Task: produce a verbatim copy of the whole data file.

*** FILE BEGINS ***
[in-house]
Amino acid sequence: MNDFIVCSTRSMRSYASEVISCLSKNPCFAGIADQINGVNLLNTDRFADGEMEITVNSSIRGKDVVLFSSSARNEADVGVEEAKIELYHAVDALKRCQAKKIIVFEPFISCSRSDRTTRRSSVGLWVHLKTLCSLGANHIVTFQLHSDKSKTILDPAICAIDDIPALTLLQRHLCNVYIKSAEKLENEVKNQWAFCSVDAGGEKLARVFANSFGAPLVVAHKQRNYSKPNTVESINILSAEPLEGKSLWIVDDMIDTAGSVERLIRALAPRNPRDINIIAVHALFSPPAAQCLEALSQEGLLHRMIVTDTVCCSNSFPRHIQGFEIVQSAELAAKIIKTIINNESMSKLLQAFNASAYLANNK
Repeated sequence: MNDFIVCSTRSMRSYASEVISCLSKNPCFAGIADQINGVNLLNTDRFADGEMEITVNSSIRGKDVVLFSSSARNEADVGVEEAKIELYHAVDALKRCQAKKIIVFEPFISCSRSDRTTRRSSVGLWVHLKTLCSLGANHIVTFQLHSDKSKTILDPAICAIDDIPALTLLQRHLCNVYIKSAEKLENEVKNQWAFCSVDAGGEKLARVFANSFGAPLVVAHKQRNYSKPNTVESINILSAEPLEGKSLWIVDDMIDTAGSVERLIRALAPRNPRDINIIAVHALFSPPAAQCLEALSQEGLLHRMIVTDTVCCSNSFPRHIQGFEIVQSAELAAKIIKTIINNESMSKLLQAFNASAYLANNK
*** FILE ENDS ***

[in-house]
Amino acid sequence: MNDFIVCSTRSMRSYASEVISCLSKNPCFAGIADQINGVNLLNTDRFADGEMEITVNSSIRGKDVVLFSSSARNEADVGVEEAKIELYHAVDALKRCQAKKIIVFEPFISCSRSDRTTRRSSVGLWVHLKTLCSLGANHIVTFQLHSDKSKTILDPAICAIDDIPALTLLQRHLCNVYIKSAEKLENEVKNQWAFCSVDAGGEKLARVFANSFGAPLVVAHKQRNYSKPNTVESINILSAEPLEGKSLWIVDDMIDTAGSVERLIRALAPRNPRDINIIAVHALFSPPAAQCLEALSQEGLLHRMIVTDTVCCSNSFPRHIQGFEIVQSAELAAKIIKTIINNESMSKLLQAFNASAYLANNK
Repeated sequence: MNDFIVCSTRSMRSYASEVISCLSKNPCFAGIADQINGVNLLNTDRFADGEMEITVNSSIRGKDVVLFSSSARNEADVGVEEAKIELYHAVDALKRCQAKKIIVFEPFISCSRSDRTTRRSSVGLWVHLKTLCSLGANHIVTFQLHSDKSKTILDPAICAIDDIPALTLLQRHLCNVYIKSAEKLENEVKNQWAFCSVDAGGEKLARVFANSFGAPLVVAHKQRNYSKPNTVESINILSAEPLEGKSLWIVDDMIDTAGSVERLIRALAPRNPRDINIIAVHALFSPPAAQCLEALSQEGLLHRMIVTDTVCCSNSFPRHIQGFEIVQSAELAAKIIKTIINNESMSKLLQAFNASAYLANNK